Wednesday, 19 August 2009
Tuesday, 4 August 2009
More importantly can you tell in advance if your gift will make someone smile? Really smile. Of course, it is sometimes, you may even say often, difficult to guess people's tastes. Therefore, many a gift will miss its mark, some of them by a country mile, too.
What I propose to teach you here is not how to hit your target every single time. Such an aim would be foolish, and missing the mark by a country mile would have been me. No, what I propose to enlighten you with is how to avoid at least one particular kind of gift that is practically guaranteed to leave people cold, or at least not make them ecstatic after unwrapping.
But could anything be done to ensure a painful mistake is avoided? Well, if you do not really know the person all that well, and can't get someone to enlighten you, then maybe it couldn't. Take a safe bet with something considered a "staple" gift. It will depend on where you are, who you are, and who they are. Even if you do have to take this road, I still think there's something useful for you below.
Now, assuming you (think) you know the person well enough, and the gift needs to be "customised", what is the thing to avoid? Because, see, I obviously can't tell you what to buy. I don't know you, or the recipient. What I think I can say is what I believe should be avoided. And by that I don't mean the obvious stuff either. Of course you don't take and expensive bottle of wine to a teetotaller or a cured alcoholic! I'll try to be more subtle than that.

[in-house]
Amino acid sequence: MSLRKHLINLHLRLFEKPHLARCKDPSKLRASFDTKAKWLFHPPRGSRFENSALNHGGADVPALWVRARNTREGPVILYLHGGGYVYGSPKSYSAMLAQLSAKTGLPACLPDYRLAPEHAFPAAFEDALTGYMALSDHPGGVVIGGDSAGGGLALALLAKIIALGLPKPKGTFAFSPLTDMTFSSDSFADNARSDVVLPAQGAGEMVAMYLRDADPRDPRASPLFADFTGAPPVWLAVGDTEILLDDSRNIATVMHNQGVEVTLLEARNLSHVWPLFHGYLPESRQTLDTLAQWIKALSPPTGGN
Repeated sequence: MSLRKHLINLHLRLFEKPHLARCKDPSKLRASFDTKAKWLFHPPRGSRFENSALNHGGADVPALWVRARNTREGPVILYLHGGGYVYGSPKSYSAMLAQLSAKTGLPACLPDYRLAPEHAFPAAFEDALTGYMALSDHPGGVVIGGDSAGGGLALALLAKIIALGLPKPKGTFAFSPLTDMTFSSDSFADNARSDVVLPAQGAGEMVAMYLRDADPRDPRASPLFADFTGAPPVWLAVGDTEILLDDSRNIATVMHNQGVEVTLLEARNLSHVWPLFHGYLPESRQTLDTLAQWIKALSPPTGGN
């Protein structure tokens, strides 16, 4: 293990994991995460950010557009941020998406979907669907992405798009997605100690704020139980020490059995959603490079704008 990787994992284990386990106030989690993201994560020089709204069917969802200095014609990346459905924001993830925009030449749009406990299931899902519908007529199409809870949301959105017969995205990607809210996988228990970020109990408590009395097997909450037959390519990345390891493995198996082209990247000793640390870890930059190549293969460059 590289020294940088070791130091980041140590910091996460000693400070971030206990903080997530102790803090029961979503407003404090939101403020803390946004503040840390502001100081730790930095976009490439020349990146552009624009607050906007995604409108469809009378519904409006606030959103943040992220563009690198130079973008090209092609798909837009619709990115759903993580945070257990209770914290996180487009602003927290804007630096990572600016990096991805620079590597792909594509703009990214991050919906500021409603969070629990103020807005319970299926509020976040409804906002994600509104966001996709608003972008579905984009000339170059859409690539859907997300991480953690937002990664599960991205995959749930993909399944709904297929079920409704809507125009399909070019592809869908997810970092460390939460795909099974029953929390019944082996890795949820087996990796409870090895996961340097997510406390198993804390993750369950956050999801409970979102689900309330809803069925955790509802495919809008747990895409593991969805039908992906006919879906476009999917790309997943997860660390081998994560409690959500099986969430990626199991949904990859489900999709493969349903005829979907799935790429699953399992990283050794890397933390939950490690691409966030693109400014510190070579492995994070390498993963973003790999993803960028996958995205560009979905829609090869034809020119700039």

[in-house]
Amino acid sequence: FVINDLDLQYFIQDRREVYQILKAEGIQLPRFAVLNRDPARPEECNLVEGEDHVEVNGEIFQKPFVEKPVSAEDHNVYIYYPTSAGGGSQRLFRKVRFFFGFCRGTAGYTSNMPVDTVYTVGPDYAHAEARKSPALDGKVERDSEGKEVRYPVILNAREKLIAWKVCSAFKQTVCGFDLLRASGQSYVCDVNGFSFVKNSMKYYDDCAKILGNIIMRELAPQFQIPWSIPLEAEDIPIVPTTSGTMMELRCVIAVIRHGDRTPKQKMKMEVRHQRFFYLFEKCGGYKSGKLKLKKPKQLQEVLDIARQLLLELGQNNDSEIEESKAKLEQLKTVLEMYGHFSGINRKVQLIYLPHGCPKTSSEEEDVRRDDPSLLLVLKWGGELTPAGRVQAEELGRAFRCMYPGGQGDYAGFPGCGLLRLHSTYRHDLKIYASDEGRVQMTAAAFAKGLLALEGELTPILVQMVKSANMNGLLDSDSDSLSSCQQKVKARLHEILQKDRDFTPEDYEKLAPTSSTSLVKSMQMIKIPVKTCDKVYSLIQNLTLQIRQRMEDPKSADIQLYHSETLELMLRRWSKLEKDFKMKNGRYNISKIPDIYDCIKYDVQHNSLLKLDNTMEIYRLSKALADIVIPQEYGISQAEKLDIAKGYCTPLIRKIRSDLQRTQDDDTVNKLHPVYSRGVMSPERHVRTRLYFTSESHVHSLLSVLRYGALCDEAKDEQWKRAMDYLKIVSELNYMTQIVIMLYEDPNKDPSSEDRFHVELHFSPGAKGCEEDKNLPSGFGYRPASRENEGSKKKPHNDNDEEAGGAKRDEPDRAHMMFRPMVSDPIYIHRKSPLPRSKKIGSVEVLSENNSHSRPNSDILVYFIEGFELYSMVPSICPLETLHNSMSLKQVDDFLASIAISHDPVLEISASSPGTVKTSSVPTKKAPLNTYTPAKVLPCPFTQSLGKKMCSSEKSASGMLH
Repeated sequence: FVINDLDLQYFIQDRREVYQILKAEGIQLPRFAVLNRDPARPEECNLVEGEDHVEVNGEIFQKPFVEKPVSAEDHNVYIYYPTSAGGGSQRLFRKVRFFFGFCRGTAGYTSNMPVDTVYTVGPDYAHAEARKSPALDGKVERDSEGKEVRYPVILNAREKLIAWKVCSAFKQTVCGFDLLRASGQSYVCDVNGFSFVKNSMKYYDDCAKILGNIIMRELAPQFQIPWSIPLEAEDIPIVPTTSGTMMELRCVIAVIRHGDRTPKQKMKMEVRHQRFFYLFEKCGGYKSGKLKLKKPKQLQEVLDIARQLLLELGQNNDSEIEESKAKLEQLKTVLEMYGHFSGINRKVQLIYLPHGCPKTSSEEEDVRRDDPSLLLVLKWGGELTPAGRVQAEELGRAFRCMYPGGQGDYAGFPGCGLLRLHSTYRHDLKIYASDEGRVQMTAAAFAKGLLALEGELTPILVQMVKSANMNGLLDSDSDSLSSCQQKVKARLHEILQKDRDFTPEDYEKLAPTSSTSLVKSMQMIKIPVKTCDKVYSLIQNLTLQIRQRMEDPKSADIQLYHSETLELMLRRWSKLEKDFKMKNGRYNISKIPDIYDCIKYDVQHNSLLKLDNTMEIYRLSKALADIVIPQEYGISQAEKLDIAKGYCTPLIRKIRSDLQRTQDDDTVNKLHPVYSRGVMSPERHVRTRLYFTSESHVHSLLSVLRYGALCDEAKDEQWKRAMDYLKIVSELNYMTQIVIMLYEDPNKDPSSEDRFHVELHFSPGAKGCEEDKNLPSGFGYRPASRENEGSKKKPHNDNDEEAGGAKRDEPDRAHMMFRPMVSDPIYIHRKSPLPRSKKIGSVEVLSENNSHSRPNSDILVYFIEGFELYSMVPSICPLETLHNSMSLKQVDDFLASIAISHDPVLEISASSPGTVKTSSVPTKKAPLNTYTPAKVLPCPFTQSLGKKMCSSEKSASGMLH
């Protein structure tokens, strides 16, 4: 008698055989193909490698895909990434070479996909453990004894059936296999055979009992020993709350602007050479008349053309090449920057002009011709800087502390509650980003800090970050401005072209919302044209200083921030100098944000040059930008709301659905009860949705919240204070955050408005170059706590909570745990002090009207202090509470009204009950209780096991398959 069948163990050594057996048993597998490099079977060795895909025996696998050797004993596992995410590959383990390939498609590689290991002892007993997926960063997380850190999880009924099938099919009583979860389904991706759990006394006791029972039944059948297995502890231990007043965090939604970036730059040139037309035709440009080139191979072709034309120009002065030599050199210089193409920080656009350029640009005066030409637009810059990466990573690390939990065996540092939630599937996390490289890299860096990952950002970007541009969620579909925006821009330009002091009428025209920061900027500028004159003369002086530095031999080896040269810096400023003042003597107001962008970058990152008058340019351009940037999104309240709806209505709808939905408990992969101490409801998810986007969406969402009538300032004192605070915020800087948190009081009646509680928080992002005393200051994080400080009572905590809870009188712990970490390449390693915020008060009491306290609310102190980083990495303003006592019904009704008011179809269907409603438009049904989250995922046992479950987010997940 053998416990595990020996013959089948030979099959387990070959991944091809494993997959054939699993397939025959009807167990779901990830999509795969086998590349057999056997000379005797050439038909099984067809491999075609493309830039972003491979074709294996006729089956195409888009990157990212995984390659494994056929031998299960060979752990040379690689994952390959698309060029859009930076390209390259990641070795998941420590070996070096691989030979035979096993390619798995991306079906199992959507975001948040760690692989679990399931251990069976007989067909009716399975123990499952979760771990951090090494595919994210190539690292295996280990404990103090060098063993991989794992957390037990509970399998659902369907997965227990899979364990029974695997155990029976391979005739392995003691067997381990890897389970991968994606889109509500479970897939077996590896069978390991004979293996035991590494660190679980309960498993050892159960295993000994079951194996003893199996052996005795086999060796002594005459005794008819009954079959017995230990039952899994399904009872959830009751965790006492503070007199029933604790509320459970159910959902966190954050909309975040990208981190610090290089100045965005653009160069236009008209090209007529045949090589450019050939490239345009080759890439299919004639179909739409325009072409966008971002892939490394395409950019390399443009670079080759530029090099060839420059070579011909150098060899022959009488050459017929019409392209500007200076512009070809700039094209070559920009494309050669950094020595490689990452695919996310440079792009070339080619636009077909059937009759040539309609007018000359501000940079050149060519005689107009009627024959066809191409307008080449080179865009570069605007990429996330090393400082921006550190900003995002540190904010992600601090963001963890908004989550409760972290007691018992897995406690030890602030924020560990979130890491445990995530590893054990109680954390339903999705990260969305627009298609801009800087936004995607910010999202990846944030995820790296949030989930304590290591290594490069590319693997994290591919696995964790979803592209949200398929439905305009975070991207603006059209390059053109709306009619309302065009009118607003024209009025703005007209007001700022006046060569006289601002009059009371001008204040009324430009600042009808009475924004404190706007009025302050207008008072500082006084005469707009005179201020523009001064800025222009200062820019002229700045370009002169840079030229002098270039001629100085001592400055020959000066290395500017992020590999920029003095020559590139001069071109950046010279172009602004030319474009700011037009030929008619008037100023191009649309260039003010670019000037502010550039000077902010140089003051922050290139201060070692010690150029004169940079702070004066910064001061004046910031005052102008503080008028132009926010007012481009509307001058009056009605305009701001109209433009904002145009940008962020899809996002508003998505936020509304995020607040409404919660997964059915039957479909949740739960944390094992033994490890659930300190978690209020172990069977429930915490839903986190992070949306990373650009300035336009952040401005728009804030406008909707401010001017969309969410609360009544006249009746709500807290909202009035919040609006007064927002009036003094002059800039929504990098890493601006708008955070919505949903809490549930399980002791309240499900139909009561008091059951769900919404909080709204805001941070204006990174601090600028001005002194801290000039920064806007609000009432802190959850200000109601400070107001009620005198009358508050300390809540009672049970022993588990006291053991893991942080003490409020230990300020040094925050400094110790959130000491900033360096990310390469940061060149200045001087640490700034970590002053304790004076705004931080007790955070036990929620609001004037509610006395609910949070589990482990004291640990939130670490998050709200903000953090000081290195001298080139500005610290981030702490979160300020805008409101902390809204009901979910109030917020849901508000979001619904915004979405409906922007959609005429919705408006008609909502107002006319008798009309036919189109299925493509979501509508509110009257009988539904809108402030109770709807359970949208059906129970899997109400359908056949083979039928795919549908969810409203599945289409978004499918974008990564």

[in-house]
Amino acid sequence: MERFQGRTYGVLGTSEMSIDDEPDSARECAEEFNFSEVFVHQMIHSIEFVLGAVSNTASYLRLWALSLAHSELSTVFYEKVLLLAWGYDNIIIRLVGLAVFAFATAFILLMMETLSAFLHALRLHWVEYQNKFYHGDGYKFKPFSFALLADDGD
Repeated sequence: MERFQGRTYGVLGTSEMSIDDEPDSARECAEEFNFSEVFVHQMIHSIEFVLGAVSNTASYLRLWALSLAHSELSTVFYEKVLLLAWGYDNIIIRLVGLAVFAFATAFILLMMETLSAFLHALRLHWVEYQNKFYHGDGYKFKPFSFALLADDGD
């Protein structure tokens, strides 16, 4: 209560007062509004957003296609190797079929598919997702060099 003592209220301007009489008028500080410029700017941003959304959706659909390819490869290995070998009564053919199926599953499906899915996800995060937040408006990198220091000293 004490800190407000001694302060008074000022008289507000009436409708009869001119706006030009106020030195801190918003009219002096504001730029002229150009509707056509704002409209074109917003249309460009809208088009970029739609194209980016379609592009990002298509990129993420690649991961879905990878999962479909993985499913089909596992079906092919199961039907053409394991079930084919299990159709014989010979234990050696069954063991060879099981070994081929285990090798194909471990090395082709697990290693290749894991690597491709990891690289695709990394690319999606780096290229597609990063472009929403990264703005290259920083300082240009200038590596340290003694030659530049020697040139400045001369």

What I believe makes a gift special is pretty much twofold. One, and obviously, it definitely has to be something the recipient will find acceptable, useful, even nice to have. But that is not enough, not for me. A successful gift really has to be something the person really, really wanted. It also has to be something they probably wouldn't have got themselves. This, I believe, is crucial.
After all, isn't a pair of socks or a sweater a staple hated gift? And no wonder it is! Yes, both are useful. Yes, both are something we all need. But these are also the things we're most likely to go buy ourselves, and not consider a treat. A gift has to be a treat!
Caution needs to be exercised here, and discretion. Maybe a person really, really wanted that sweater but couldn't afford it. Maybe that pair of novelty socks was something that caught their eye, but their partner would have ridiculed them for buying them. You need to know the person! Don't go buying a Porsche to someone with the bank account the size of a small country, and the garage the size of a shopping mall. For one, they already have it. Two they probably could afford it, and would have bought it had they wanted to. Buy them that embarrassingly tatty and cheap home pint pulling kit they'd rather be dead than seen buying themselves, even if they think it's cool. Or, if your bank account is of similar proportions get them a fighter jet to act as a lawn ornament. No serious Croesus can do without one these days!
Of course, all this good(?) advice is if you want to treat someone you like, and want to make them smile. If you're just going through the motions go safe. Either get them something they can easily pass on to the next unsuspecting recipient, or something they, or their family, are likely to enjoy. Think a bottle of wine or some chocolates. If you're lucky they may even share them with you, so choose something you like. Finally, if you really, really hate them get them a pyjamas or a khaki colours sweater. It's as likely as anything they'll burn them in the back of their garden. Unfortunately, they may actually enjoy that last bit, but in gift giving business that sometimes just can't be avoided.